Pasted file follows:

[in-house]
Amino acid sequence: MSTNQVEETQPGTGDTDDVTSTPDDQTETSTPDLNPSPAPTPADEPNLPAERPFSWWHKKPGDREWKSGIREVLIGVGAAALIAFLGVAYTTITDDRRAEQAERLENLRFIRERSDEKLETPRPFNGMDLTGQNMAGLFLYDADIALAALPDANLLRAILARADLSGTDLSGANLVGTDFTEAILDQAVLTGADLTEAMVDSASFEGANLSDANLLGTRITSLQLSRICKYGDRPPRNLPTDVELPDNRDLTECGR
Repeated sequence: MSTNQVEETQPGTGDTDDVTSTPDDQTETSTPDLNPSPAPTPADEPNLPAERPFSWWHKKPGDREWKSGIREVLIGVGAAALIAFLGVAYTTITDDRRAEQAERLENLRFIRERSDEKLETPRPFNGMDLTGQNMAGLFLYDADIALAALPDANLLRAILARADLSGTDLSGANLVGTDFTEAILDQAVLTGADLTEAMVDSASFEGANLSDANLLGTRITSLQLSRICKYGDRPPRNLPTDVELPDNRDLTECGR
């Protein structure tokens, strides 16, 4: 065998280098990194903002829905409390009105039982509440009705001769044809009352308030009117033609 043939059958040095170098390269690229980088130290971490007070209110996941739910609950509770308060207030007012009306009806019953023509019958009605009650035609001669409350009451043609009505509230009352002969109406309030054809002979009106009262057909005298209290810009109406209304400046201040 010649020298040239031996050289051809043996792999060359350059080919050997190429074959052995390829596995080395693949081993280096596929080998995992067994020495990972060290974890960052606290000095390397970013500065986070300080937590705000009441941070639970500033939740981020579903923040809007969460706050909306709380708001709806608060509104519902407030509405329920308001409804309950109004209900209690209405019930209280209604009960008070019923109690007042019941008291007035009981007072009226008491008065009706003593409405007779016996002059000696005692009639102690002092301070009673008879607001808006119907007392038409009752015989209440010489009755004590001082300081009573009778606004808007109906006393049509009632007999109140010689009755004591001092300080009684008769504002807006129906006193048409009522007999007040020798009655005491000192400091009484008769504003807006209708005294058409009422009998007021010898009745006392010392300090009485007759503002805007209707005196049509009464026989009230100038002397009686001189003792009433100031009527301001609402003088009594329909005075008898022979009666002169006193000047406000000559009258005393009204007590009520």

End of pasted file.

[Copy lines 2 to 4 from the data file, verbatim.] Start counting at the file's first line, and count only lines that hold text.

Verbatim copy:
Amino acid sequence: MSTNQVEETQPGTGDTDDVTSTPDDQTETSTPDLNPSPAPTPADEPNLPAERPFSWWHKKPGDREWKSGIREVLIGVGAAALIAFLGVAYTTITDDRRAEQAERLENLRFIRERSDEKLETPRPFNGMDLTGQNMAGLFLYDADIALAALPDANLLRAILARADLSGTDLSGANLVGTDFTEAILDQAVLTGADLTEAMVDSASFEGANLSDANLLGTRITSLQLSRICKYGDRPPRNLPTDVELPDNRDLTECGR
Repeated sequence: MSTNQVEETQPGTGDTDDVTSTPDDQTETSTPDLNPSPAPTPADEPNLPAERPFSWWHKKPGDREWKSGIREVLIGVGAAALIAFLGVAYTTITDDRRAEQAERLENLRFIRERSDEKLETPRPFNGMDLTGQNMAGLFLYDADIALAALPDANLLRAILARADLSGTDLSGANLVGTDFTEAILDQAVLTGADLTEAMVDSASFEGANLSDANLLGTRITSLQLSRICKYGDRPPRNLPTDVELPDNRDLTECGR
């Protein structure tokens, strides 16, 4: 065998280098990194903002829905409390009105039982509440009705001769044809009352308030009117033609 043939059958040095170098390269690229980088130290971490007070209110996941739910609950509770308060207030007012009306009806019953023509019958009605009650035609001669409350009451043609009505509230009352002969109406309030054809002979009106009262057909005298209290810009109406209304400046201040 010649020298040239031996050289051809043996792999060359350059080919050997190429074959052995390829596995080395693949081993280096596929080998995992067994020495990972060290974890960052606290000095390397970013500065986070300080937590705000009441941070639970500033939740981020579903923040809007969460706050909306709380708001709806608060509104519902407030509405329920308001409804309950109004209900209690209405019930209280209604009960008070019923109690007042019941008291007035009981007072009226008491008065009706003593409405007779016996002059000696005692009639102690002092301070009673008879607001808006119907007392038409009752015989209440010489009755004590001082300081009573009778606004808007109906006393049509009632007999109140010689009755004591001092300080009684008769504002807006129906006193048409009522007999007040020798009655005491000192400091009484008769504003807006209708005294058409009422009998007021010898009745006392010392300090009485007759503002805007209707005196049509009464026989009230100038002397009686001189003792009433100031009527301001609402003088009594329909005075008898022979009666002169006193000047406000000559009258005393009204007590009520």